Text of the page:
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PRAISE THE LORD FOR WHAT HE DOES
We have already reviewed Psalms 113-118, which are called a "Hallel" in the Jewish tradition; and that collection also includes the last five psalms in the Psalter.
Each of these last five psalms begins and ends with the words, "Praise ye the Lord" (KJV), "Praise ye Jehovah" (American Standard Version), "Praise the Lord" (RSV, the Good News Bible), or "Praise the Eternal" (Moffatt). All of these renditions are derived from a single Hebrew word, "Hallelujah". All of these are called "The Hallelujah Psalms."
There is a double emphasis in the psalm: (1) an admonition not to put confidence in men; and (2) an emphasis upon trusting in the Lord. This stress of both negative and positive elements is characteristic of practically all Biblical teaching. Even the Sermon on the Mount carries a heavy charge of both elements.
Nothing is positively known of either the author or the occasion of Psalms 146.
Regarding the date, there seems to be a consensus of opinions placing all of these last five psalms in the post-exilic period. This may very well be true. Writing near the beginning of this century (1907) Briggs stated that, "The psalm has three Aramaisms; it belongs to the late Greek period." Such a comment was excusable in 1907, a full generation before the Ras Shamra discoveries which absolutely nullified Aramaisms as a criterion for determining date. There always remains the question of whether or not current scholars may be merely repeating the false conclusions of an older generation of "higher" critics.
We follow here the paragraphing suggested by Leupold: (1) A summons to praise God (Psalms 146:1-2); (2) the negative warning, "put no trust in princes" (Psalms 146:3-4); (3) positive counsel to trust in the Lord (Psalms 146:5-9); and (4) the everlasting kingdom of the Lord (Psalms 146:10). On this 10th verse, Delitzsch regarded it as a part of the third paragraph, and we prefer this arrangement.
Regarding the nature of all five of these Hallelujah Psalms, McCaw noted that:
"They have no word of petition or any suggestion of personal need; and there is a minimum of historical allusion. All is focused upon God who alone is worthy to be praised. Each of the five brings to light some particular aspect of the praise of God; and Psalms 146 strikes the characteristic note of individualism. `If I do not praise God, then the praise of God is incomplete.'"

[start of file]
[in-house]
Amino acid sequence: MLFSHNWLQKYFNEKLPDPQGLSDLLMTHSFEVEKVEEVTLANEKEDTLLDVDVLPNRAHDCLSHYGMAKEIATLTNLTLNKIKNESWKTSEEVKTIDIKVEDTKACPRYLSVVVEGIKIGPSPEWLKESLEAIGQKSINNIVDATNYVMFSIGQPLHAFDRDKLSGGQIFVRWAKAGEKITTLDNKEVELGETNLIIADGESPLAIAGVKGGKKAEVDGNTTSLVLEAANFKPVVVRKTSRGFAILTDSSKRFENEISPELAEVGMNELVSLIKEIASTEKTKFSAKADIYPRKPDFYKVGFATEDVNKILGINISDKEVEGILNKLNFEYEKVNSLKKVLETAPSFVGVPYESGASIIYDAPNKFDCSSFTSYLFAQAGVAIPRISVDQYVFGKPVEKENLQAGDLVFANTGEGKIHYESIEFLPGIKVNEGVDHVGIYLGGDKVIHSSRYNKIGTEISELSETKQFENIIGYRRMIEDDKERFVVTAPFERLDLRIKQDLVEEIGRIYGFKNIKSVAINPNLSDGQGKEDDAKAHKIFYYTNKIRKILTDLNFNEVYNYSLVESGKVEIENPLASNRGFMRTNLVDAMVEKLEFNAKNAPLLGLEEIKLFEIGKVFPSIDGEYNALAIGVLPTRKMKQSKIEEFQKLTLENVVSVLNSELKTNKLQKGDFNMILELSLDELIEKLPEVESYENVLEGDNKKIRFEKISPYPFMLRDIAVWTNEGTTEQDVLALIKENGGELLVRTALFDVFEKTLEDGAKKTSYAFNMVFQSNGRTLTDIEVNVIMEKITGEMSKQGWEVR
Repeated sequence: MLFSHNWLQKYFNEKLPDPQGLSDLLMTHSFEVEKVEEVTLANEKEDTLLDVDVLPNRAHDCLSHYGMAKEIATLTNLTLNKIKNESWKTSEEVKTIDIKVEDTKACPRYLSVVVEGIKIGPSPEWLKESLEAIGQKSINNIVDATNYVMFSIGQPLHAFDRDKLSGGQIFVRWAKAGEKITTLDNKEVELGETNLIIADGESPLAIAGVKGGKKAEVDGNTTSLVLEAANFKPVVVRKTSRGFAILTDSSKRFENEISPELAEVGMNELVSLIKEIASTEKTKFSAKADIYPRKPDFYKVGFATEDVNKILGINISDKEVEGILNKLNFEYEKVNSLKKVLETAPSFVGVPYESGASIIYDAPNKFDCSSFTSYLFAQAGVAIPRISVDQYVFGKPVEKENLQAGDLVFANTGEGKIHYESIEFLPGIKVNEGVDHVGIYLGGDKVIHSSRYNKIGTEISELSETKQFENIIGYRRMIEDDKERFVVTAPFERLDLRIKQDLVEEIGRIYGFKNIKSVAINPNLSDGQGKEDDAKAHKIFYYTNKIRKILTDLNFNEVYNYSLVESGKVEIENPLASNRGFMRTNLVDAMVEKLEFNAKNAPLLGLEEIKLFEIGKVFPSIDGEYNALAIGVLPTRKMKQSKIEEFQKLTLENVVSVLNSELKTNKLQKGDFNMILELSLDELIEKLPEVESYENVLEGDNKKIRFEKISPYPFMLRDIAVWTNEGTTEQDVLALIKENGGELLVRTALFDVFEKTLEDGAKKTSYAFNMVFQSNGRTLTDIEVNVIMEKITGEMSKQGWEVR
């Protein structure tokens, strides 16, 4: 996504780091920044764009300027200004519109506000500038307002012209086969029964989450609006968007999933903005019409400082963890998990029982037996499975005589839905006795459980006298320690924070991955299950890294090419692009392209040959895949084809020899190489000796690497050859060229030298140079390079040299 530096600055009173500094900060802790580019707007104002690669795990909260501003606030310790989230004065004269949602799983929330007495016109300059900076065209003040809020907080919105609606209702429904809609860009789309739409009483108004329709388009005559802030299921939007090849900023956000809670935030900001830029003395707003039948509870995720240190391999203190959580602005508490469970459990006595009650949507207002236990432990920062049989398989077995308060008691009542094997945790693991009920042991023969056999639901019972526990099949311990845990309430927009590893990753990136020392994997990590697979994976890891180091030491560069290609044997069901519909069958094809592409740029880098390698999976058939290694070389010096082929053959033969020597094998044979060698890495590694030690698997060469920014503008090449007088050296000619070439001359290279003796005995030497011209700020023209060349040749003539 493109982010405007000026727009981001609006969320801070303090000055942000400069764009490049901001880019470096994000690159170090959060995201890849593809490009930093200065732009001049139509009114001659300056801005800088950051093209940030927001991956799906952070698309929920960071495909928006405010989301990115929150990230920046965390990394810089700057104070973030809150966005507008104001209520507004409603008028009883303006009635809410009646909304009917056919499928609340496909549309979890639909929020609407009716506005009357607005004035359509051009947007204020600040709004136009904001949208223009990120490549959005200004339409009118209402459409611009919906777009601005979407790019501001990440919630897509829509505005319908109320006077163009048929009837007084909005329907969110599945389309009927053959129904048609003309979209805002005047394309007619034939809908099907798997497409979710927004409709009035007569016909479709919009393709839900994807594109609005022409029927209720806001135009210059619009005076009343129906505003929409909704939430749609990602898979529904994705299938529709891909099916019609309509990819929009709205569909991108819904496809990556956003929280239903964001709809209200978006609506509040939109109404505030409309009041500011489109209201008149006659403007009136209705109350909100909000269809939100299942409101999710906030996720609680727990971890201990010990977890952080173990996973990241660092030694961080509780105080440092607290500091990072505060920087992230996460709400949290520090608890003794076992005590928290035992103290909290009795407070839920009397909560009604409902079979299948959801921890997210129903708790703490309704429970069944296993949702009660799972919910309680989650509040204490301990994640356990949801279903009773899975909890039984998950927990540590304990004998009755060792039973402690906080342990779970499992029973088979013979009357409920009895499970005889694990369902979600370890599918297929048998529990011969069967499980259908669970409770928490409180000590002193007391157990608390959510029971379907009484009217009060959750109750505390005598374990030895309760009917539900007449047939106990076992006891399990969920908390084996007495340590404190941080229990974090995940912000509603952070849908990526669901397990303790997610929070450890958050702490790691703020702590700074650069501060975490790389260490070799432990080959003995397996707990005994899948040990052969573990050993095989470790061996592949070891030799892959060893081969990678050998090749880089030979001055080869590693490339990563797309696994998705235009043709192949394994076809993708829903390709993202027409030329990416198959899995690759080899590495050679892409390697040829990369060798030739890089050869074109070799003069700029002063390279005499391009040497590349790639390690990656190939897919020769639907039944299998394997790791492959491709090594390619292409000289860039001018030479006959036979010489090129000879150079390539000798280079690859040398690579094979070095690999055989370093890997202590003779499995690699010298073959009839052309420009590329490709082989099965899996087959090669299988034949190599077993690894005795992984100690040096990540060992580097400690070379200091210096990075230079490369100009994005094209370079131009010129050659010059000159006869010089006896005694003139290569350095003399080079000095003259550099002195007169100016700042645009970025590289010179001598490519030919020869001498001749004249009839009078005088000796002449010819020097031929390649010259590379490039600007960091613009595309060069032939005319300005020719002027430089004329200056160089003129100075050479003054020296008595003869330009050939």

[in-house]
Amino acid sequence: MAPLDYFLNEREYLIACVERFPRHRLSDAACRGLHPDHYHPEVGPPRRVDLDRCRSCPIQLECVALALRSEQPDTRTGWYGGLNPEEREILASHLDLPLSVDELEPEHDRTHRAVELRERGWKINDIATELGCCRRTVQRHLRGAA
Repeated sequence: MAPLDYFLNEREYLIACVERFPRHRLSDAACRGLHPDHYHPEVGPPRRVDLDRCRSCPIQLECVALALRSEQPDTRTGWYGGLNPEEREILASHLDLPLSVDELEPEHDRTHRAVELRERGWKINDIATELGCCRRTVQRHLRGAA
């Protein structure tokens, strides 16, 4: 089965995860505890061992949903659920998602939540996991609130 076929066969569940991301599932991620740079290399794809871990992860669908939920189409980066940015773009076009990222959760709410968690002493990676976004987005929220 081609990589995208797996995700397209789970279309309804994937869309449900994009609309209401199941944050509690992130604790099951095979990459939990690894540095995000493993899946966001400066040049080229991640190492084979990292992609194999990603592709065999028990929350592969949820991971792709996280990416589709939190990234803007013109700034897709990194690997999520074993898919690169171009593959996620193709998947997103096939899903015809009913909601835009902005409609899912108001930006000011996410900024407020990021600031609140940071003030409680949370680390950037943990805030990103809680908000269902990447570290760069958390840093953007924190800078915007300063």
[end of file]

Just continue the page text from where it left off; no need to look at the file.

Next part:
A SUMMONS TO PRAISE THE LORD
"Praise ye Jehovah.
Praise Jehovah, O my soul.
While I live will I praise Jehovah:
I will sing praises unto my God while I have any being."
The "Hallelujah" with which the psalm begins is usually understood as an invitation for "congregational praise," but, "Far from being a mere observer of others worshipping, this psalmist determines to share in it personally."
"While I have any being" (Psalms 146:2). "The idea here is not that he will praise God during his lifetime, but as long as he has an existence. In the future world, forever, he would praise him." The poet Addison caught something of this meaning in these lines.
"Through every period of my life
Thy goodness I'll pursue;
And after death, in distant worlds,
The glorious theme renew.
Through all eternity to Thee
A joyful song I'll raise;
But oh, eternity's too short
To utter all thy praise!"
It is also of interest that Psalms 104:33b is identical with Psalms 146:2b here.
"Put not your trust in princes,
Nor in the son of man, in whom there is no help.
His breath goeth forth, he returneth to his earth;
In that very day his thoughts perish."
"Put not your trust in princes" (Psalms 146:3). "`Princes' is from a word that means conspicuous or influential ones." The idea is that men, even though they are princes, cannot be trusted for "help." This does not mean that men cannot be trusted for ordinary assistance. Rhodes assures us that the word "help" here is "literally salvation." In this light, the negative counsel of this verse becomes one of the most important imperatives in the whole Bible. It simply means, "Do not trust human beings, no matter how powerful or well-known, to instruct you in matters of salvation." Let God be true, and every man a liar.
What a shame it is that so many of earth's fine religious souls are trusting "the words of men" instead of the Word of God regarding matters of faith.
"Nor in the son of man" (Psalms 146:3). This is not a reference to the Son of Man, who is Christ. "The Prayer-book paraphrase, `nor in any child of man,' brings out the sense." McCaw cautioned us that, "These verses should not be understood as a cynical command never to trust anyone." The prohibition is against trusting any human being as an authority in matters of faith and salvation. McCaw gave three reasons why men should not be trusted in such matters: (1) their lack of ability; (2) their ephemeral nature; "here today, and gone tomorrow"; and (3) their unreliability.
A current fad in religious matters is the Lutheran doctrine of "salvation by faith alone," a contradiction of James 2:24, and an invention of "a man" more than a millennium after the Christian religion began. Concerning such man-originated doctrines, Baigent has this: "Any man, or group of men, are transitory, and so are their philosophies and panaceas."